New Name,New Leadership for Tenants of Bunker Hill Development

By Seth Daniel

Major changes have come quickly for the leadership, and even the name, of the tenants organization representing thousands of residents in the Bunker Hill Housing Development, with long-time president Betty Carrington stepping aside and a new board and new president leading under a new name.

New President Tiara Murphy said they have new leadership and a board of nine people, some old and some new. First and foremost, she said, they have changed the name from the Tenants Task Force to the Charlestown Residents Alliance (CRA).

“The Alliance really means ‘together,’” she said in an interview late last week. “We all felt it takes an alliance to build this community. I personally also didn’t like ‘Tenant Task Force.’ Task Force sounds like public safety. We’re not out here with flashlights trying to hunt people down. A lot of us didn’t like the name. It was actually all of the board members’ idea to change the name.”

Murphy said that has been done within the last month, and they have already taken on the new name of the CRA, and will be known as that from here on out.

She also said Carrington is not leaving the development, but has stepped aside from leadership after many years of heading up the former Task Force.

“She is still doing what she wants to do in the community on her own,” said Murphy. “We thank her for her years of doing what she did and the time she put into it. I was recruited by Betty Carrington. But just like the Patriots though, when one goes down, then another one comes in to do the job. She wanted to pursue her other endeavors and help that way, but it’s a new day here.”

Joining Murphy will be Vice President Mai Tai Davis, Treasurer Phil Wright and Secretary Mimi Tovar. Board members are Karla Wert, Nancy Martinez, Abdi Abdullah, Jennifer Edouard, and Bernard Kendall.

Right now, she said the change will be set for awhile, but CRA attorney Jay Rose indicated that they are targeting an election of officers one year from now. Elections, he said, are not allowed on a tenants organization when a major renovation is going on, such as the One Charlestown development.

That brings up one of the biggest platforms for Murphy and the board.

Murphy said they want to closely monitor One Charlestown and work in a relationship of mutual respect with the developer, Corcoran Jennison/SunCal. The CRA has hired a financial advisor, Re-Cap, to look over the financials of the project and advise the CRA and the tenants as to what is happening with the project and whether the 1,110 deeply-subsidized units are replaced one-to-one.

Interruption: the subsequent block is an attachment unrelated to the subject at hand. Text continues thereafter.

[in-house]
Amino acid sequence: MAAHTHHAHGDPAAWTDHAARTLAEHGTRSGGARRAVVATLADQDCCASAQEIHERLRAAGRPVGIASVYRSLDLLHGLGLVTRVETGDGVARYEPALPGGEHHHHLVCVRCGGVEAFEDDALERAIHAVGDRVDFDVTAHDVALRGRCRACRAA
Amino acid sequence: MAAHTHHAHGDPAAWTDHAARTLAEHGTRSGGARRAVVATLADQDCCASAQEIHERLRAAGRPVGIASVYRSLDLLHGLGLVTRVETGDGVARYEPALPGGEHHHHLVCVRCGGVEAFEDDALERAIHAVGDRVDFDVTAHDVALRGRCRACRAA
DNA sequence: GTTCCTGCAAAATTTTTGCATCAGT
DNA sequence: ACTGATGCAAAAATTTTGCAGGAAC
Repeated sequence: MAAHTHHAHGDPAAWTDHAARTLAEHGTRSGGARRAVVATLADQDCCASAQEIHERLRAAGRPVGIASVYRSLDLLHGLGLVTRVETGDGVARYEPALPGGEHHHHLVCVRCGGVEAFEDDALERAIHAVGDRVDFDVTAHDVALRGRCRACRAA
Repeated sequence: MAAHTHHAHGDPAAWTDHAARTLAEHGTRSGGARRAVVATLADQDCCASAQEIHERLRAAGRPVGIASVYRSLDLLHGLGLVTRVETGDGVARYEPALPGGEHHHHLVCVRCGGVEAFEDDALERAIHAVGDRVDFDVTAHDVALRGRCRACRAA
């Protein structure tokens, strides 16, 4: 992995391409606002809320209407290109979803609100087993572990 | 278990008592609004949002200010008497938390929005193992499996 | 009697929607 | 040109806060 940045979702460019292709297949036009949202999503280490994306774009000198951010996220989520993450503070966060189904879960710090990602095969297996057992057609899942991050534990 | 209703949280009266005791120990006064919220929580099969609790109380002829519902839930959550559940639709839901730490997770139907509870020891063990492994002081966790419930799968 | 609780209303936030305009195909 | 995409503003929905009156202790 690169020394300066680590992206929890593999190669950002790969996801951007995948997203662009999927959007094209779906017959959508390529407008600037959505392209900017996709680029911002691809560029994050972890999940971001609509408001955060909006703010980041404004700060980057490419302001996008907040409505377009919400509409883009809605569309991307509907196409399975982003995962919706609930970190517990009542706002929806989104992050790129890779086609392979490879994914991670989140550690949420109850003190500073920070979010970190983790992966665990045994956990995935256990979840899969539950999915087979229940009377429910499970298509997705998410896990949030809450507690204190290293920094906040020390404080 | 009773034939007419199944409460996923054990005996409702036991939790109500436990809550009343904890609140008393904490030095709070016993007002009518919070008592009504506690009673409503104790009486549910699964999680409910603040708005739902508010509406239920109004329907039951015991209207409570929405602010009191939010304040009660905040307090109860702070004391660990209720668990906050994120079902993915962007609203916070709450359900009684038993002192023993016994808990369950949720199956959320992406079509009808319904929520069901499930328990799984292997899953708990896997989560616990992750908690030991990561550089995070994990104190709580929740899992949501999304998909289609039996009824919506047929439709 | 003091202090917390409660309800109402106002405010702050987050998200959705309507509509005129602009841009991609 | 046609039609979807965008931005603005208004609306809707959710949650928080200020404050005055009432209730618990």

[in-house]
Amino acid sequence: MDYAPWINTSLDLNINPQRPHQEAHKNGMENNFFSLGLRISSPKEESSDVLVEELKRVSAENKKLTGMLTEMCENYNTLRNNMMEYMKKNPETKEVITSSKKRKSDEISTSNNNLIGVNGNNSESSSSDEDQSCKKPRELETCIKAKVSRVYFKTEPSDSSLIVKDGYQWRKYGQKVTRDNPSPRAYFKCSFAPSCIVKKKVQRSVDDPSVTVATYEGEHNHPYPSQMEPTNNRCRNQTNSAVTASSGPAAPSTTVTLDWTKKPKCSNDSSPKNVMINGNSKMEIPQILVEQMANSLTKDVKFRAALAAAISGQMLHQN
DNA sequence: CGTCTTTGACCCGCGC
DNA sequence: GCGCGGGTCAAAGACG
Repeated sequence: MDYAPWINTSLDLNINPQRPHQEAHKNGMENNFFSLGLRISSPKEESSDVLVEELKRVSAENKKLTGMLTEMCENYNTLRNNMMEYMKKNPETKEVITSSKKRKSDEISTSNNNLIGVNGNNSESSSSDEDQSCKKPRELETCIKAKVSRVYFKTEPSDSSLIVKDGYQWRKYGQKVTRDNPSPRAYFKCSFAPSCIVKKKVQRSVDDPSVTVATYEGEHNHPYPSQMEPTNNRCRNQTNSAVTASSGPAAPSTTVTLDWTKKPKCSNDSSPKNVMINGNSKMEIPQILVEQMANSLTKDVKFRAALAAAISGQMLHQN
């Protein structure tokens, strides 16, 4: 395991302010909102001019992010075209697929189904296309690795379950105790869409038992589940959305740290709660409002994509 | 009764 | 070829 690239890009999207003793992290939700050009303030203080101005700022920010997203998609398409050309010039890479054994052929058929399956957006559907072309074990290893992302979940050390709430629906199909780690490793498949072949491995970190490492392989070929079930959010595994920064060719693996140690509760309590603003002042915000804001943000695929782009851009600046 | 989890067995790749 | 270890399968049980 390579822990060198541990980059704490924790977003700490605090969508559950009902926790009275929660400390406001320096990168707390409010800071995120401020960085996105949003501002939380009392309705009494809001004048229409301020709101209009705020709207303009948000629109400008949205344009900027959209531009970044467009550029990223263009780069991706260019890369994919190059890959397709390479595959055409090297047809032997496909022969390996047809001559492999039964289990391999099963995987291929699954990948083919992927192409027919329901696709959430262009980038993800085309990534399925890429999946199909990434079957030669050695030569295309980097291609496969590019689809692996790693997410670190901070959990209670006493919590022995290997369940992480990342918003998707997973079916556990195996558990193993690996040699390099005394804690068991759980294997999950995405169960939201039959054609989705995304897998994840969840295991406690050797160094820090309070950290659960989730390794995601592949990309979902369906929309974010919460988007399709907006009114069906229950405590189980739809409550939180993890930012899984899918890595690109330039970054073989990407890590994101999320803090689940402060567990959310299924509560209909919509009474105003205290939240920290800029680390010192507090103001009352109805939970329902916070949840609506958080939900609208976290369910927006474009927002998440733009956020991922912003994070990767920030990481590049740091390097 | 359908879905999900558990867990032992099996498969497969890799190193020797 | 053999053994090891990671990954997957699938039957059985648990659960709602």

“We know that interest rates are going to go up,” she said. “What happens to this project if they go way up? The Alliance wants to make sure that the final details of the deal anticipate interest rates going up and costs going up and there’s a built in understanding that the 1,110 its are the first thing prioritized. Their main goal should be the 1,110 units that were replaced. Other things may have to go or be cut, but that has to come first. It’s been so far, so good with Re-Cap. That’s important to us. They’re at meetings when we need them to be there. They are ready to dive into the finances when we can get them.”

That same train of thought carries over to when the development is rebuilt. Murphy said they want to make sure any management group or ownership representative treat the low-income residents with respect.

“Down the line when there’s new management and the developers are gone…that everyone down there is treated with respect,” she said. “That’s a long-term goal.”

Murphy came to the position through her son, getting involved in the ‘Smart from the Start’ program when she moved into Bunker Hill about 18 months ago. Once getting involved there, she said she wanted to do more, and soon she found herself leading the new organization.

“I work for Jump Start, which is an AmeriCorps program,” she said. “There are a lot of kids that are behind and aren’t reading like they should be. We need to get some really good programs here that will help them. They need to read at a third grade level when they start third grade. That is very important.”

Beyond that, she said they’re ready to advocate for the tenants 24/7.

“If you need help with anything; if something is going on and you need help, we can be your voice,” said Murphy. “We are here for the community.”

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